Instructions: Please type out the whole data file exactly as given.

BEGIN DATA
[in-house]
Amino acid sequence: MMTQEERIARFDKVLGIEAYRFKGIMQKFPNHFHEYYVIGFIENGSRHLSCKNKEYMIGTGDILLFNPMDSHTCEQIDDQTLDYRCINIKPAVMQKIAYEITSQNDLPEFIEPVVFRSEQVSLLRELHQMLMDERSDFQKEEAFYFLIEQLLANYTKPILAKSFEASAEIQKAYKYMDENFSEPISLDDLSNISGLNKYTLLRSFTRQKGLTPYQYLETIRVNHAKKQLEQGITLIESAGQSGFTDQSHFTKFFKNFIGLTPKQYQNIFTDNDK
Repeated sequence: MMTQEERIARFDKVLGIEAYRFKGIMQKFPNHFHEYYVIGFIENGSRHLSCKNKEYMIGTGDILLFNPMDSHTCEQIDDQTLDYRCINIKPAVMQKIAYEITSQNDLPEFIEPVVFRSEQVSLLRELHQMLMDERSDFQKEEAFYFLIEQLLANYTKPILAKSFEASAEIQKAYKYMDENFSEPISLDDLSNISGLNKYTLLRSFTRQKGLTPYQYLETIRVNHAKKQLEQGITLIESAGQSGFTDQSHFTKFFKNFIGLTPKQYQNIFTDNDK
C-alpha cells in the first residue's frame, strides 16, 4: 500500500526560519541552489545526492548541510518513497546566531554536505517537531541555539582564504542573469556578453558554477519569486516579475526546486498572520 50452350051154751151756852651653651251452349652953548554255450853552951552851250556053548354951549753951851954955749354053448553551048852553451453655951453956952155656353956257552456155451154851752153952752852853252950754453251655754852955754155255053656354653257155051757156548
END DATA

[in-house]
Amino acid sequence: MMTQEERIARFDKVLGIEAYRFKGIMQKFPNHFHEYYVIGFIENGSRHLSCKNKEYMIGTGDILLFNPMDSHTCEQIDDQTLDYRCINIKPAVMQKIAYEITSQNDLPEFIEPVVFRSEQVSLLRELHQMLMDERSDFQKEEAFYFLIEQLLANYTKPILAKSFEASAEIQKAYKYMDENFSEPISLDDLSNISGLNKYTLLRSFTRQKGLTPYQYLETIRVNHAKKQLEQGITLIESAGQSGFTDQSHFTKFFKNFIGLTPKQYQNIFTDNDK
Repeated sequence: MMTQEERIARFDKVLGIEAYRFKGIMQKFPNHFHEYYVIGFIENGSRHLSCKNKEYMIGTGDILLFNPMDSHTCEQIDDQTLDYRCINIKPAVMQKIAYEITSQNDLPEFIEPVVFRSEQVSLLRELHQMLMDERSDFQKEEAFYFLIEQLLANYTKPILAKSFEASAEIQKAYKYMDENFSEPISLDDLSNISGLNKYTLLRSFTRQKGLTPYQYLETIRVNHAKKQLEQGITLIESAGQSGFTDQSHFTKFFKNFIGLTPKQYQNIFTDNDK
C-alpha cells in the first residue's frame, strides 16, 4: 500500500526560519541552489545526492548541510518513497546566531554536505517537531541555539582564504542573469556578453558554477519569486516579475526546486498572520 50452350051154751151756852651653651251452349652953548554255450853552951552851250556053548354951549753951851954955749354053448553551048852553451453655951453956952155656353956257552456155451154851752153952752852853252950754453251655754852955754155255053656354653257155051757156548